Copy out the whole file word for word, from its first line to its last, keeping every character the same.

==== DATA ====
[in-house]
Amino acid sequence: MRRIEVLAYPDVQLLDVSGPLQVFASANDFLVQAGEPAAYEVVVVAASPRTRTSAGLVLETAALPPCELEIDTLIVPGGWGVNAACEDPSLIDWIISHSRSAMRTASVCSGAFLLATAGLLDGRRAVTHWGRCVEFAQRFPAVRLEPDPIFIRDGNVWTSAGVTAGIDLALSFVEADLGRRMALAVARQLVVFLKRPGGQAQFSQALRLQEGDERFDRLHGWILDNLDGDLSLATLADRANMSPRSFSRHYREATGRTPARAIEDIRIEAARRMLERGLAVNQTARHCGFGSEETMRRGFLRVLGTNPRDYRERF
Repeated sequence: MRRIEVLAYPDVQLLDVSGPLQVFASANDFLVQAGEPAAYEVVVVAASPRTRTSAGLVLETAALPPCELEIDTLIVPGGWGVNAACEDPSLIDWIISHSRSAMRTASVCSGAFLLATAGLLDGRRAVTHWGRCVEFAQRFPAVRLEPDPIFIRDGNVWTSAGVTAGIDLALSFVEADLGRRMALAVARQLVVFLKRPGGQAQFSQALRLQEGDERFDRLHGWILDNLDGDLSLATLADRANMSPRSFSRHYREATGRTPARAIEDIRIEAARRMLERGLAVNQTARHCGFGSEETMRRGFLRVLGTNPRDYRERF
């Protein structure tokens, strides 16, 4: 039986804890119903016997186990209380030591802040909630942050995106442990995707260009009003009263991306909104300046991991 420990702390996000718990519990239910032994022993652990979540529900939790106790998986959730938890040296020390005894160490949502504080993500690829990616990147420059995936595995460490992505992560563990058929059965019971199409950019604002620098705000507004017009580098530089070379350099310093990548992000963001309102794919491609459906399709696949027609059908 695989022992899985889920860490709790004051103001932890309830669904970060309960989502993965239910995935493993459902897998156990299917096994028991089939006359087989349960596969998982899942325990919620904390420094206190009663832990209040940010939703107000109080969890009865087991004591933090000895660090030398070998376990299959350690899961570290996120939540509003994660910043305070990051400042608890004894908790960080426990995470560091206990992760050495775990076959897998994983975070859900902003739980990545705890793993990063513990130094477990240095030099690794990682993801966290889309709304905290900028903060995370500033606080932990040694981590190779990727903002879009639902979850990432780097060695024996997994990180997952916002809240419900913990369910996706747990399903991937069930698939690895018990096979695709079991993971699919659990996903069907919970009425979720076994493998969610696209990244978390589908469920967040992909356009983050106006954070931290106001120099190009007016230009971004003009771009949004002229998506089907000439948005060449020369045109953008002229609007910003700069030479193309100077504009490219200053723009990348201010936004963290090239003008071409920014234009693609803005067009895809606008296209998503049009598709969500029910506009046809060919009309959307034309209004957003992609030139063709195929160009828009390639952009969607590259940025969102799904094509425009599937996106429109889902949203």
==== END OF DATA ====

[in-house]
Amino acid sequence: MRRIEVLAYPDVQLLDVSGPLQVFASANDFLVQAGEPAAYEVVVVAASPRTRTSAGLVLETAALPPCELEIDTLIVPGGWGVNAACEDPSLIDWIISHSRSAMRTASVCSGAFLLATAGLLDGRRAVTHWGRCVEFAQRFPAVRLEPDPIFIRDGNVWTSAGVTAGIDLALSFVEADLGRRMALAVARQLVVFLKRPGGQAQFSQALRLQEGDERFDRLHGWILDNLDGDLSLATLADRANMSPRSFSRHYREATGRTPARAIEDIRIEAARRMLERGLAVNQTARHCGFGSEETMRRGFLRVLGTNPRDYRERF
Repeated sequence: MRRIEVLAYPDVQLLDVSGPLQVFASANDFLVQAGEPAAYEVVVVAASPRTRTSAGLVLETAALPPCELEIDTLIVPGGWGVNAACEDPSLIDWIISHSRSAMRTASVCSGAFLLATAGLLDGRRAVTHWGRCVEFAQRFPAVRLEPDPIFIRDGNVWTSAGVTAGIDLALSFVEADLGRRMALAVARQLVVFLKRPGGQAQFSQALRLQEGDERFDRLHGWILDNLDGDLSLATLADRANMSPRSFSRHYREATGRTPARAIEDIRIEAARRMLERGLAVNQTARHCGFGSEETMRRGFLRVLGTNPRDYRERF
């Protein structure tokens, strides 16, 4: 039986804890119903016997186990209380030591802040909630942050995106442990995707260009009003009263991306909104300046991991 420990702390996000718990519990239910032994022993652990979540529900939790106790998986959730938890040296020390005894160490949502504080993500690829990616990147420059995936595995460490992505992560563990058929059965019971199409950019604002620098705000507004017009580098530089070379350099310093990548992000963001309102794919491609459906399709696949027609059908 695989022992899985889920860490709790004051103001932890309830669904970060309960989502993965239910995935493993459902897998156990299917096994028991089939006359087989349960596969998982899942325990919620904390420094206190009663832990209040940010939703107000109080969890009865087991004591933090000895660090030398070998376990299959350690899961570290996120939540509003994660910043305070990051400042608890004894908790960080426990995470560091206990992760050495775990076959897998994983975070859900902003739980990545705890793993990063513990130094477990240095030099690794990682993801966290889309709304905290900028903060995370500033606080932990040694981590190779990727903002879009639902979850990432780097060695024996997994990180997952916002809240419900913990369910996706747990399903991937069930698939690895018990096979695709079991993971699919659990996903069907919970009425979720076994493998969610696209990244978390589908469920967040992909356009983050106006954070931290106001120099190009007016230009971004003009771009949004002229998506089907000439948005060449020369045109953008002229609007910003700069030479193309100077504009490219200053723009990348201010936004963290090239003008071409920014234009693609803005067009895809606008296209998503049009598709969500029910506009046809060919009309959307034309209004957003992609030139063709195929160009828009390639952009969607590259940025969102799904094509425009599937996106429109889902949203």